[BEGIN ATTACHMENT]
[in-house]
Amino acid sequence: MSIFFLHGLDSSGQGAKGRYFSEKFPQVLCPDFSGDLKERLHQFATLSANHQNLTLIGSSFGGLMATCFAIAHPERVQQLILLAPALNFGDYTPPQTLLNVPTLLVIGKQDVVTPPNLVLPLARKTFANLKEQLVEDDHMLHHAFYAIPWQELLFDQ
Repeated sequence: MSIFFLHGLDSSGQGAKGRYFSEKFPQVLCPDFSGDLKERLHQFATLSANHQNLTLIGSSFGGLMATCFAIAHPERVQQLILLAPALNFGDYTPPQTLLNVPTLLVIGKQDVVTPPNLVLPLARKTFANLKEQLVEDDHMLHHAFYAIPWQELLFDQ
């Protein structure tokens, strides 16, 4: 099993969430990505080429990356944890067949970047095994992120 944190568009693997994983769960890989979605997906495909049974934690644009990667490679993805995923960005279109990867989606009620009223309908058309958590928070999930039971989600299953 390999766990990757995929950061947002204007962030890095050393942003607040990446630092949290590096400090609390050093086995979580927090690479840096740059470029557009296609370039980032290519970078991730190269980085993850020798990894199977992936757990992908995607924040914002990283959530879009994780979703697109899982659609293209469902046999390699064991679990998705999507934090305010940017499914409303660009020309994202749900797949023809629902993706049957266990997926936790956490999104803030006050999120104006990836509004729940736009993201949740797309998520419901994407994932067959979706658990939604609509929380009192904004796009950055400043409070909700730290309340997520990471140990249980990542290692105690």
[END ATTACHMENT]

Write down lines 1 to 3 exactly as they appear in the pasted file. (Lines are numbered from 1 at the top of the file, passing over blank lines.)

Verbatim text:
[in-house]
Amino acid sequence: MSIFFLHGLDSSGQGAKGRYFSEKFPQVLCPDFSGDLKERLHQFATLSANHQNLTLIGSSFGGLMATCFAIAHPERVQQLILLAPALNFGDYTPPQTLLNVPTLLVIGKQDVVTPPNLVLPLARKTFANLKEQLVEDDHMLHHAFYAIPWQELLFDQ
Repeated sequence: MSIFFLHGLDSSGQGAKGRYFSEKFPQVLCPDFSGDLKERLHQFATLSANHQNLTLIGSSFGGLMATCFAIAHPERVQQLILLAPALNFGDYTPPQTLLNVPTLLVIGKQDVVTPPNLVLPLARKTFANLKEQLVEDDHMLHHAFYAIPWQELLFDQ